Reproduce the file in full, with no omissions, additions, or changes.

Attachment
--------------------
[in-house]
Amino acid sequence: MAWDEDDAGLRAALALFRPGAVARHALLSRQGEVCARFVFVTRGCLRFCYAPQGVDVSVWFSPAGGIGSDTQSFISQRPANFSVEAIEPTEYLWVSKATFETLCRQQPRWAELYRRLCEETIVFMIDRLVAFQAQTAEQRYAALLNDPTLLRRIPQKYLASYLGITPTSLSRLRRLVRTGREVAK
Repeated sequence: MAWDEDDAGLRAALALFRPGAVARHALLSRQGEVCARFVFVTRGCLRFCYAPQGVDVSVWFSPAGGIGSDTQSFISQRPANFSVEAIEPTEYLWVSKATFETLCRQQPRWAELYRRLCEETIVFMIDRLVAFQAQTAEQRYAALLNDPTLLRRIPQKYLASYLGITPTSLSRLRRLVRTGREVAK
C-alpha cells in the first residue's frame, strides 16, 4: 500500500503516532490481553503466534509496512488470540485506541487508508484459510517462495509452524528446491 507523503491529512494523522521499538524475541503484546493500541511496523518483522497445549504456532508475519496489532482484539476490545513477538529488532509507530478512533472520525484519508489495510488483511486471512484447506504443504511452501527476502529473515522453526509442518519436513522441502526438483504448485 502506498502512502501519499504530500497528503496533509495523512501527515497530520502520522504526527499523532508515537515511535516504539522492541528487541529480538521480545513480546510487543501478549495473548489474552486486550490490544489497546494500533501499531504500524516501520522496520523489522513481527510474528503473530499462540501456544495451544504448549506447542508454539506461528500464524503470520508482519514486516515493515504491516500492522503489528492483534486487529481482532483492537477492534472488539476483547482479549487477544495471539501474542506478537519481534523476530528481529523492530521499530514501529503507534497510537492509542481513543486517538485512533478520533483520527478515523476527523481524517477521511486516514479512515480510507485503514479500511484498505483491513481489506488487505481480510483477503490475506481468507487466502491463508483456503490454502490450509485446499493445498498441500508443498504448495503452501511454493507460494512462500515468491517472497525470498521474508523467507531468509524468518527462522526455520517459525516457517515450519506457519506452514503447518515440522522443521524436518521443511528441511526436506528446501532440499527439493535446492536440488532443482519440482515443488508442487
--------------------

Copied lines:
[in-house]
Amino acid sequence: MAWDEDDAGLRAALALFRPGAVARHALLSRQGEVCARFVFVTRGCLRFCYAPQGVDVSVWFSPAGGIGSDTQSFISQRPANFSVEAIEPTEYLWVSKATFETLCRQQPRWAELYRRLCEETIVFMIDRLVAFQAQTAEQRYAALLNDPTLLRRIPQKYLASYLGITPTSLSRLRRLVRTGREVAK
Repeated sequence: MAWDEDDAGLRAALALFRPGAVARHALLSRQGEVCARFVFVTRGCLRFCYAPQGVDVSVWFSPAGGIGSDTQSFISQRPANFSVEAIEPTEYLWVSKATFETLCRQQPRWAELYRRLCEETIVFMIDRLVAFQAQTAEQRYAALLNDPTLLRRIPQKYLASYLGITPTSLSRLRRLVRTGREVAK
C-alpha cells in the first residue's frame, strides 16, 4: 500500500503516532490481553503466534509496512488470540485506541487508508484459510517462495509452524528446491 507523503491529512494523522521499538524475541503484546493500541511496523518483522497445549504456532508475519496489532482484539476490545513477538529488532509507530478512533472520525484519508489495510488483511486471512484447506504443504511452501527476502529473515522453526509442518519436513522441502526438483504448485 502506498502512502501519499504530500497528503496533509495523512501527515497530520502520522504526527499523532508515537515511535516504539522492541528487541529480538521480545513480546510487543501478549495473548489474552486486550490490544489497546494500533501499531504500524516501520522496520523489522513481527510474528503473530499462540501456544495451544504448549506447542508454539506461528500464524503470520508482519514486516515493515504491516500492522503489528492483534486487529481482532483492537477492534472488539476483547482479549487477544495471539501474542506478537519481534523476530528481529523492530521499530514501529503507534497510537492509542481513543486517538485512533478520533483520527478515523476527523481524517477521511486516514479512515480510507485503514479500511484498505483491513481489506488487505481480510483477503490475506481468507487466502491463508483456503490454502490450509485446499493445498498441500508443498504448495503452501511454493507460494512462500515468491517472497525470498521474508523467507531468509524468518527462522526455520517459525516457517515450519506457519506452514503447518515440522522443521524436518521443511528441511526436506528446501532440499527439493535446492536440488532443482519440482515443488508442487